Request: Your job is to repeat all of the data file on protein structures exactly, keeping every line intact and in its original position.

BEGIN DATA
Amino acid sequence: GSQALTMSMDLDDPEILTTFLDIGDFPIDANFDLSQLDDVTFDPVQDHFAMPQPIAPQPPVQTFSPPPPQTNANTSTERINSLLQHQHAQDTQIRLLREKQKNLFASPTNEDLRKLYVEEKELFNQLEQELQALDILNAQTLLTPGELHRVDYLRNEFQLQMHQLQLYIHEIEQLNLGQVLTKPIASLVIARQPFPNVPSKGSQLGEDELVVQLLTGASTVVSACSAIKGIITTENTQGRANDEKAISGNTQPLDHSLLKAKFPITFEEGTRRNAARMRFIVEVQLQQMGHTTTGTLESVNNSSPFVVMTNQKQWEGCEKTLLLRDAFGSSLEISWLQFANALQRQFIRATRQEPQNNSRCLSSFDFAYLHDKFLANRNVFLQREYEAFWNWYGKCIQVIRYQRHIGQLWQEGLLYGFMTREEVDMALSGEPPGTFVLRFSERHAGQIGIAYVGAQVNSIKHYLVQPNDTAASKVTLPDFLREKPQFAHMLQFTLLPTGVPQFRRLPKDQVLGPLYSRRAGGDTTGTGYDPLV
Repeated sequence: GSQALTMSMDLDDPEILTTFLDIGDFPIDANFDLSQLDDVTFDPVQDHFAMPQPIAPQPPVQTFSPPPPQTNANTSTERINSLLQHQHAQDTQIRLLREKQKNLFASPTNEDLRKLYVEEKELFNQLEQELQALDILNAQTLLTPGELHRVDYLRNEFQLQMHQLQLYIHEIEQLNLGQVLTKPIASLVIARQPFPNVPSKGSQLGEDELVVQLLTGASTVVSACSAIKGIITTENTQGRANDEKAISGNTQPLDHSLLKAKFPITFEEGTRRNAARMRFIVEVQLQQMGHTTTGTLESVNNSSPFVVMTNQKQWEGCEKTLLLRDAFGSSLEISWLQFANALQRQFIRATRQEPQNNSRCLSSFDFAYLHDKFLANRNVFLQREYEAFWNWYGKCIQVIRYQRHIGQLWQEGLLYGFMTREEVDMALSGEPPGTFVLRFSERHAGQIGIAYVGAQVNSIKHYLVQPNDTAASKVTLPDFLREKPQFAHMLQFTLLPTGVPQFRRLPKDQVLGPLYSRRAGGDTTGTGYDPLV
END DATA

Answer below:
Amino acid sequence: GSQALTMSMDLDDPEILTTFLDIGDFPIDANFDLSQLDDVTFDPVQDHFAMPQPIAPQPPVQTFSPPPPQTNANTSTERINSLLQHQHAQDTQIRLLREKQKNLFASPTNEDLRKLYVEEKELFNQLEQELQALDILNAQTLLTPGELHRVDYLRNEFQLQMHQLQLYIHEIEQLNLGQVLTKPIASLVIARQPFPNVPSKGSQLGEDELVVQLLTGASTVVSACSAIKGIITTENTQGRANDEKAISGNTQPLDHSLLKAKFPITFEEGTRRNAARMRFIVEVQLQQMGHTTTGTLESVNNSSPFVVMTNQKQWEGCEKTLLLRDAFGSSLEISWLQFANALQRQFIRATRQEPQNNSRCLSSFDFAYLHDKFLANRNVFLQREYEAFWNWYGKCIQVIRYQRHIGQLWQEGLLYGFMTREEVDMALSGEPPGTFVLRFSERHAGQIGIAYVGAQVNSIKHYLVQPNDTAASKVTLPDFLREKPQFAHMLQFTLLPTGVPQFRRLPKDQVLGPLYSRRAGGDTTGTGYDPLV
Repeated sequence: GSQALTMSMDLDDPEILTTFLDIGDFPIDANFDLSQLDDVTFDPVQDHFAMPQPIAPQPPVQTFSPPPPQTNANTSTERINSLLQHQHAQDTQIRLLREKQKNLFASPTNEDLRKLYVEEKELFNQLEQELQALDILNAQTLLTPGELHRVDYLRNEFQLQMHQLQLYIHEIEQLNLGQVLTKPIASLVIARQPFPNVPSKGSQLGEDELVVQLLTGASTVVSACSAIKGIITTENTQGRANDEKAISGNTQPLDHSLLKAKFPITFEEGTRRNAARMRFIVEVQLQQMGHTTTGTLESVNNSSPFVVMTNQKQWEGCEKTLLLRDAFGSSLEISWLQFANALQRQFIRATRQEPQNNSRCLSSFDFAYLHDKFLANRNVFLQREYEAFWNWYGKCIQVIRYQRHIGQLWQEGLLYGFMTREEVDMALSGEPPGTFVLRFSERHAGQIGIAYVGAQVNSIKHYLVQPNDTAASKVTLPDFLREKPQFAHMLQFTLLPTGVPQFRRLPKDQVLGPLYSRRAGGDTTGTGYDPLV